Google to shut down Google Reader on July 1, 2013 and 7 other services
SAN FRANCISCO: Google said Wednesday it was tossing its Reader service and seven other products under a house cleaning campaign that has closed 70 of the Internet giant’s features in the past two years.
Google said users and developers interested in alternatives can export their data, including their subscriptions, with “Google Takeout” service over the course of the next four months.
Google senior vice president of technical infrastructure Urs Hölzle announced the shut down in blog post today, saying that while people still show some love for the RSS reader, its user numbers have been dwindling.
Before Google shuts down its service, it allows users to download a copy of all their Reader data before July 1. Users and developers interested in RSS alternatives can export their data, including their subscriptions, with Google Takeout over the course of the next four months, and users will receive their subscription data in an XML file.
Google Reader lets users subscribe to and read feeds from all manner of publishers, in a format that resembles an e-mail in-box. Loved by information junkies, the nearly eight-year-old service was once among the most popular ways of tracking large numbers of news sites, blogs and other publishers. It was also an early experiment for Google in social networking, as the service’s sharing features inspired friendships and even marriages. Diehard fans of the service called themselves “sharebros,” as was detailed last year in a lengthy, definitive feature on Buzzfeed.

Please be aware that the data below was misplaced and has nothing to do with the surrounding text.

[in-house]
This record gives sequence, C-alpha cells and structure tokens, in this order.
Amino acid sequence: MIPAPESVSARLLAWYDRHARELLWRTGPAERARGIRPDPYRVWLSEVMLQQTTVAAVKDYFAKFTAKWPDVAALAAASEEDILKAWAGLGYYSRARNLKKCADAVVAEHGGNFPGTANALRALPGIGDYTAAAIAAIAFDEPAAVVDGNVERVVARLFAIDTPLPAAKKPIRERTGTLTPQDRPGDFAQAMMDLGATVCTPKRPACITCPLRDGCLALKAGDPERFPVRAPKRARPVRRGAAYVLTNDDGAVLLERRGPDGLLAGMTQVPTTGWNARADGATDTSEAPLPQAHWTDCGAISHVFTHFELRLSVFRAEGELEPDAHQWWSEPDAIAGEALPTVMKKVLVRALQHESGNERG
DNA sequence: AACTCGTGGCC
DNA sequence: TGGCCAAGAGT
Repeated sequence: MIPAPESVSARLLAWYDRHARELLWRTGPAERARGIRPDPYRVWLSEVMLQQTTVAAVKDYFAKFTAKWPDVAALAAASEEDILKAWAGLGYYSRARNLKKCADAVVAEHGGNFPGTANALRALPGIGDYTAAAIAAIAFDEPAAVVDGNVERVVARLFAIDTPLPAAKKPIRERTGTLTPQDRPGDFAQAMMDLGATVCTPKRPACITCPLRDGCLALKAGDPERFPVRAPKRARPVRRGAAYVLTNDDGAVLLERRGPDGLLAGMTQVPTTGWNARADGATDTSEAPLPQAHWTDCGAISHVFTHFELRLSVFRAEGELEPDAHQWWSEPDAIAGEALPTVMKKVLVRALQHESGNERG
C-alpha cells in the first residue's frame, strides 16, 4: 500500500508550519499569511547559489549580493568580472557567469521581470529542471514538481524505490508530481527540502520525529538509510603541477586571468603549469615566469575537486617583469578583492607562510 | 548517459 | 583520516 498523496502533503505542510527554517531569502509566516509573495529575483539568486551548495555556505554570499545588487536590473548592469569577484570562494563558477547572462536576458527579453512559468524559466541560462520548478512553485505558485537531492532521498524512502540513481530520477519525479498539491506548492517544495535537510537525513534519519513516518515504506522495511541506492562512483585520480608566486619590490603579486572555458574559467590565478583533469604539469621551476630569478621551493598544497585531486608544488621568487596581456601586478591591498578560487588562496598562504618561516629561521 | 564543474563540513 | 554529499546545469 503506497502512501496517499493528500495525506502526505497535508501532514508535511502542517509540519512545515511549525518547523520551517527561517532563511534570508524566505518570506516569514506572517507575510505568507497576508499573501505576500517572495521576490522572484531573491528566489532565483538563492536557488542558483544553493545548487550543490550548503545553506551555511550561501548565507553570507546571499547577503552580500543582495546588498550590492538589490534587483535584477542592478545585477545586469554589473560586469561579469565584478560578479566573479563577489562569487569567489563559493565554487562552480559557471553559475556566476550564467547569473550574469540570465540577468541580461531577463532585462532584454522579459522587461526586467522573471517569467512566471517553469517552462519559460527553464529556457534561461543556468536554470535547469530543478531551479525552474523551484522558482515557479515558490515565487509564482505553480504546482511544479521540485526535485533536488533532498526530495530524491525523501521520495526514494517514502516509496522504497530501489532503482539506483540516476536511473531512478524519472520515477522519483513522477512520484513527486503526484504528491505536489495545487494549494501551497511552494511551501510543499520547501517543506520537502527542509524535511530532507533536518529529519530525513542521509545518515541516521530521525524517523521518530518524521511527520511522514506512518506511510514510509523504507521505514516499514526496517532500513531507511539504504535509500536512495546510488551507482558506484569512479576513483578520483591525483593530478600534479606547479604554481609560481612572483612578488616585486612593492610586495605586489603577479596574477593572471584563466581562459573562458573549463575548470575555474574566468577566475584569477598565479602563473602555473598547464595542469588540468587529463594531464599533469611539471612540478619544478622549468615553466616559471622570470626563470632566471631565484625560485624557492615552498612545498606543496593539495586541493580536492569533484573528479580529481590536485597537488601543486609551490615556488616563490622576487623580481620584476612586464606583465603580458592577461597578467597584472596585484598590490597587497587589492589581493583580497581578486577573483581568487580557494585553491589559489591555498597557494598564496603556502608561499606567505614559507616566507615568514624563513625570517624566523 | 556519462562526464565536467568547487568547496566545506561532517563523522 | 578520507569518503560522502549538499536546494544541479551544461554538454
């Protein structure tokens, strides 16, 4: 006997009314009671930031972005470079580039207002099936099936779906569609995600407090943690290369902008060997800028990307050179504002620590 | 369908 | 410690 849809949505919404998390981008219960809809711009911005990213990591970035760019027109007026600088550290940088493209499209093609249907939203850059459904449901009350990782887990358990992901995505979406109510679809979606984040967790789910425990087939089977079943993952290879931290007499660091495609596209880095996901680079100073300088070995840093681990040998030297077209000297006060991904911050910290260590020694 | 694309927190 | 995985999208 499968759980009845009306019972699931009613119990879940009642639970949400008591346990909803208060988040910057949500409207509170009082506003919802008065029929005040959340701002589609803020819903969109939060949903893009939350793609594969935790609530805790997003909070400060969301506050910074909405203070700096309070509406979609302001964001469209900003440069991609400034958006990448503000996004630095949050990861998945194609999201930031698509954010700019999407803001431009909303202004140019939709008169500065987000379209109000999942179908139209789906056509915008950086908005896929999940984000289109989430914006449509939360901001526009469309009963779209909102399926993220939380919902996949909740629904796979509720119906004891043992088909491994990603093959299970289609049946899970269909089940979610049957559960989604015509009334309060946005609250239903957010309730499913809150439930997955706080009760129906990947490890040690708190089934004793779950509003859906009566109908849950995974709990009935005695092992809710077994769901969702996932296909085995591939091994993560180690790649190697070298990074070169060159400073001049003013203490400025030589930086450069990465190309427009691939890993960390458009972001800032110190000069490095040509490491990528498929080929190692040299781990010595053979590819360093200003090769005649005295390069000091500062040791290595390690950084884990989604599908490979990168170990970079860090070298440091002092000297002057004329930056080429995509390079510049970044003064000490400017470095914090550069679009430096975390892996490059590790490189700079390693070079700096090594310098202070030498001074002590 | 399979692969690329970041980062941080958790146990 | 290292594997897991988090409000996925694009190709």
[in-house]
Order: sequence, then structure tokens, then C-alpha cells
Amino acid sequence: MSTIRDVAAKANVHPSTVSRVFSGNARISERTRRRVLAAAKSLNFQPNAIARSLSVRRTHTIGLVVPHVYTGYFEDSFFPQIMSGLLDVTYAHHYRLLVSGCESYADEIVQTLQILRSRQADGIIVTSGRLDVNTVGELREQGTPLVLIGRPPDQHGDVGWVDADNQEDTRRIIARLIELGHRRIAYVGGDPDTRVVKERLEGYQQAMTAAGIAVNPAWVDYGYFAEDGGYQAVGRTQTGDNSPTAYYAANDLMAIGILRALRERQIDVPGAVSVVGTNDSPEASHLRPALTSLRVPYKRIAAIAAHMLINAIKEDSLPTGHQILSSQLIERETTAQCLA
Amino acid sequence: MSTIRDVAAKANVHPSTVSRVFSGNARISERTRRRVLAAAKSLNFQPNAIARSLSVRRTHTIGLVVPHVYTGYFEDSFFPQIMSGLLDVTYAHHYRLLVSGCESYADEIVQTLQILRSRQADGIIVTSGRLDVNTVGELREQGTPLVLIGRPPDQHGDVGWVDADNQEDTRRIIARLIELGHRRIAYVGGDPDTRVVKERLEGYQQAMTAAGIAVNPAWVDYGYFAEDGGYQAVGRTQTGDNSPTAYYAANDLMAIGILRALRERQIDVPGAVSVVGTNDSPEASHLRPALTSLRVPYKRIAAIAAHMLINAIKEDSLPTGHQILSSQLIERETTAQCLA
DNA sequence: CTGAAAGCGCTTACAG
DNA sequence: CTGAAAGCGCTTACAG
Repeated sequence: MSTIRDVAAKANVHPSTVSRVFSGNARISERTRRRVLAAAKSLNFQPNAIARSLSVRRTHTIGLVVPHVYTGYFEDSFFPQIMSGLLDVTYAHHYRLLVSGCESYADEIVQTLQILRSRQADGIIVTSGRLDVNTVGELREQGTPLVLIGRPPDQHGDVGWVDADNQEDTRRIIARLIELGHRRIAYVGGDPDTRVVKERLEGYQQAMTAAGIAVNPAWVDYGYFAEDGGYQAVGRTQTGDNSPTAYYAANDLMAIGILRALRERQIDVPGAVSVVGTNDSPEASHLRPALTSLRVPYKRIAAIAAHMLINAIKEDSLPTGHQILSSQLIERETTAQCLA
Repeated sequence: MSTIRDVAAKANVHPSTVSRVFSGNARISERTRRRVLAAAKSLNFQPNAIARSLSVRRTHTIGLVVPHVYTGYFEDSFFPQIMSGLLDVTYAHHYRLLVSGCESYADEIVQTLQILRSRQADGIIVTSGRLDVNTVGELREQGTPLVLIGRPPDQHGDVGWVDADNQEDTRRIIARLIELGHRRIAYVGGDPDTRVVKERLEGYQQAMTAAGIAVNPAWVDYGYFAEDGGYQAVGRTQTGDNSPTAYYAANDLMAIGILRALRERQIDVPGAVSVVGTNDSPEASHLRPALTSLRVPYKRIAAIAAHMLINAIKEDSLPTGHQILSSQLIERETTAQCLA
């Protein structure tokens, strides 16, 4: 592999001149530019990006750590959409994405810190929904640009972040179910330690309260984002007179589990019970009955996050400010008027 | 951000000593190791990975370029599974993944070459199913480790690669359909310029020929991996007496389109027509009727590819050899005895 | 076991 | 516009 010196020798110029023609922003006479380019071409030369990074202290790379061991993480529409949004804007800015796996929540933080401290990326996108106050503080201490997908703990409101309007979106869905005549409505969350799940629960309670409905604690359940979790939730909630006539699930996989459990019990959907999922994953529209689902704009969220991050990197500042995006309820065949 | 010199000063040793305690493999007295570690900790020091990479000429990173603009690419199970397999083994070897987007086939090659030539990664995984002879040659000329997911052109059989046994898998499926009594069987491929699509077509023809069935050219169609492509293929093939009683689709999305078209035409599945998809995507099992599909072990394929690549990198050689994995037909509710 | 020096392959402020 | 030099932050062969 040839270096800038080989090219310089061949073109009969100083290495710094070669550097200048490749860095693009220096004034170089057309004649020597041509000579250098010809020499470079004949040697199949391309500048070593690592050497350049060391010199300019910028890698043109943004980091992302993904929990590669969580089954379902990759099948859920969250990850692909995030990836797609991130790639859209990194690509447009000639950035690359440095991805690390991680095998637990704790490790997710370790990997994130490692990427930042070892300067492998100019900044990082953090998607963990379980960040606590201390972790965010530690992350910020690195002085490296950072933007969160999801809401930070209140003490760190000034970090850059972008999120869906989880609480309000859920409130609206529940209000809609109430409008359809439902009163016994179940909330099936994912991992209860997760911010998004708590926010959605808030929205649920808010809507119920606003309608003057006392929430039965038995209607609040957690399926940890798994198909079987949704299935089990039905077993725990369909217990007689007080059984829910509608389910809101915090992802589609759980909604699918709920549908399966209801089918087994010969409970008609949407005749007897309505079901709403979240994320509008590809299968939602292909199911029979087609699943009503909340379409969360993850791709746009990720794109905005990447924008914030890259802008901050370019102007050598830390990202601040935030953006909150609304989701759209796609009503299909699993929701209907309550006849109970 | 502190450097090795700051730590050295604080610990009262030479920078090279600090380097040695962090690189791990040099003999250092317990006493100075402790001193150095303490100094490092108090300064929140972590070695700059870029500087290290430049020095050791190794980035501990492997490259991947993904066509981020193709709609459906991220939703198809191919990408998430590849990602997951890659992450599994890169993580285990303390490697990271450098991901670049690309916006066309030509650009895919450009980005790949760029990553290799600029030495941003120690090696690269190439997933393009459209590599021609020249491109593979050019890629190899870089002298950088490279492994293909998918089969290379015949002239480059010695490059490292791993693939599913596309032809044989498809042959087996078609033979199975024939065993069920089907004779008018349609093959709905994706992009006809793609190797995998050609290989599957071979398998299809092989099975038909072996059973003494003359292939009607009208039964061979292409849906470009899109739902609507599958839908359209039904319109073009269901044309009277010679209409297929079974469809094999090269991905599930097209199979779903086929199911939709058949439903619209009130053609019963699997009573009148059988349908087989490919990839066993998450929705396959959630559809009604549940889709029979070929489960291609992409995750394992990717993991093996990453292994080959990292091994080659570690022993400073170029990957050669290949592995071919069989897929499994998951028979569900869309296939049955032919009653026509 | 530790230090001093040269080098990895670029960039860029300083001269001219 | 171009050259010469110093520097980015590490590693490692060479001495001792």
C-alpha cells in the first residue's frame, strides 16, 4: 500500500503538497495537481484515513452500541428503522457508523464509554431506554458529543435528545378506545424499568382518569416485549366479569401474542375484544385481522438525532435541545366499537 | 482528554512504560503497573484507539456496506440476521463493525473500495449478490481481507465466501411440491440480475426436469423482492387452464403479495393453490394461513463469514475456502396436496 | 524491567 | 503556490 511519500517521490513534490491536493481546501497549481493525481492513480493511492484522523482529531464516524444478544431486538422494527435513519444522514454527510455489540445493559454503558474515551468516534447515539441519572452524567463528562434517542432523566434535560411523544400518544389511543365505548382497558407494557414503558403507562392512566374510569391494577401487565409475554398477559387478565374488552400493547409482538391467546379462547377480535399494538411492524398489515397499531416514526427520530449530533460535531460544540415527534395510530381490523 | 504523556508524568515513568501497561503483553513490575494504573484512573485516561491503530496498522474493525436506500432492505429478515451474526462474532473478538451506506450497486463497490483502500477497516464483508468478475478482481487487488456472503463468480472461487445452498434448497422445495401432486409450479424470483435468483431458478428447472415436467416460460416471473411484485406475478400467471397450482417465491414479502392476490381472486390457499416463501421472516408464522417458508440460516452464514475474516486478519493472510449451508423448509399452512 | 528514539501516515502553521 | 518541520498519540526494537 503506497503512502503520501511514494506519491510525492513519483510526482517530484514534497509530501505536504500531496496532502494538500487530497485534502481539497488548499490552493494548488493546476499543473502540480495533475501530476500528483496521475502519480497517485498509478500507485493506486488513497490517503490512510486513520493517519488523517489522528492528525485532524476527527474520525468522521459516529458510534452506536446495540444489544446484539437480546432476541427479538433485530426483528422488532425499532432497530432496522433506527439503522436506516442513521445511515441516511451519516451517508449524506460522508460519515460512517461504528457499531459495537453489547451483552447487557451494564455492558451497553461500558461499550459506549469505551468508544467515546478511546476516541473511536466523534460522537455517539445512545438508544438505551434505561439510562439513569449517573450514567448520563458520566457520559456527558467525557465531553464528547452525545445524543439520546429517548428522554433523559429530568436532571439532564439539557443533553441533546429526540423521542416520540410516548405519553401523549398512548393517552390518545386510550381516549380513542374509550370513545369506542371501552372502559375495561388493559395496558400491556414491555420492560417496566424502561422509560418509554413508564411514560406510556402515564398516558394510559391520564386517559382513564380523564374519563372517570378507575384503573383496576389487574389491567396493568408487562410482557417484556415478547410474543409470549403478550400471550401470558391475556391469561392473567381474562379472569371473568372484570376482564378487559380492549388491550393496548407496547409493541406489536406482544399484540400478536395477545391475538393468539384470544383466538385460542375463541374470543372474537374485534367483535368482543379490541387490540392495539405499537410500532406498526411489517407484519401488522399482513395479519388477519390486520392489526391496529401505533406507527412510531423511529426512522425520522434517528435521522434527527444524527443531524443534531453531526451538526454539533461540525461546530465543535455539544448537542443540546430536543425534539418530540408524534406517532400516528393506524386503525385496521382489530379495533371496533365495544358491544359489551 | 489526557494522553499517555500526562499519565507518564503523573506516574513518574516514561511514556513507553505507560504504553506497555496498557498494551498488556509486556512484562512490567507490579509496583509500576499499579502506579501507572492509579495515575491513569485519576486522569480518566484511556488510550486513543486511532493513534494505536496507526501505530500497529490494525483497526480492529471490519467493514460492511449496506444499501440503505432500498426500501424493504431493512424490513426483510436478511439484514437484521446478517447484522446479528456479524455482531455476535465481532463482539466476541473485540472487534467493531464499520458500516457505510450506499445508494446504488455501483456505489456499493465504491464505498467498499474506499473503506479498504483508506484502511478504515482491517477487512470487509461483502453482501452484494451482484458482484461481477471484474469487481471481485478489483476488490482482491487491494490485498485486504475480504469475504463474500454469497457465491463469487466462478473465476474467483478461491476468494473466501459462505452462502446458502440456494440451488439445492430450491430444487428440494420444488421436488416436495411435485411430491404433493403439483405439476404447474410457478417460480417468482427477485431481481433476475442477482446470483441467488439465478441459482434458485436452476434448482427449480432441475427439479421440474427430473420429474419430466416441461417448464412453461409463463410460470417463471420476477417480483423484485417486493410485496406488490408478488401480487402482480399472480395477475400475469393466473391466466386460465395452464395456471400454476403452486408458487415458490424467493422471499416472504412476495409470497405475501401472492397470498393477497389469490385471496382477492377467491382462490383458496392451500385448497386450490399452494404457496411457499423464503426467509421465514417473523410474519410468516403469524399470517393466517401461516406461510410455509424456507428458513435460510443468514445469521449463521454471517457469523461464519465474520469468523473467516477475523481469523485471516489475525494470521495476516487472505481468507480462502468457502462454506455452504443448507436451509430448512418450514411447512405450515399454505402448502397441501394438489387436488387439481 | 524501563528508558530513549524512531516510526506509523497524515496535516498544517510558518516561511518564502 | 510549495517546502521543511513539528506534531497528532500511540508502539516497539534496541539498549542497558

The shutdown, as The Next Webnotes, doesn’t just concern Google: third party applications using Google Reader’s API will need to find workarounds to keep their users going. Some, such as Feedly, TNW reports, have already stepped up to the plate. Feedly said it’ll clone Reader’s API while other popular RSS services have announced that they’ll expand their models to cope with Reader refugees.
The good news is that Google Reader users have until July 1 to download their feeds, and developers are already looking at options to fill the void. Most RSS reader apps will continue to work after July 1, too, although they won’t be able to sync with other devices since they rely on Google Reader for that feature.
The irony is that before Reader took over the market, developers had their own systems for syncing and managing feeds and now Google has put them back in a position where they’ll likely have to do the same again.
It’s too bad that Holder wasn’t quizzed about those specific points as well. The fact that he was able to mischaracterize the actions by the US Attorney’s office in how they went after Swartz is really unfortunate.
Support for Google Voice’s app for Blackberry handsets will end next week.
“For Blackberry users who want to continue using Google Voice, we recommend they use our HTML5 app, which is more secure and easier for us to keep up to date,” Holzle said.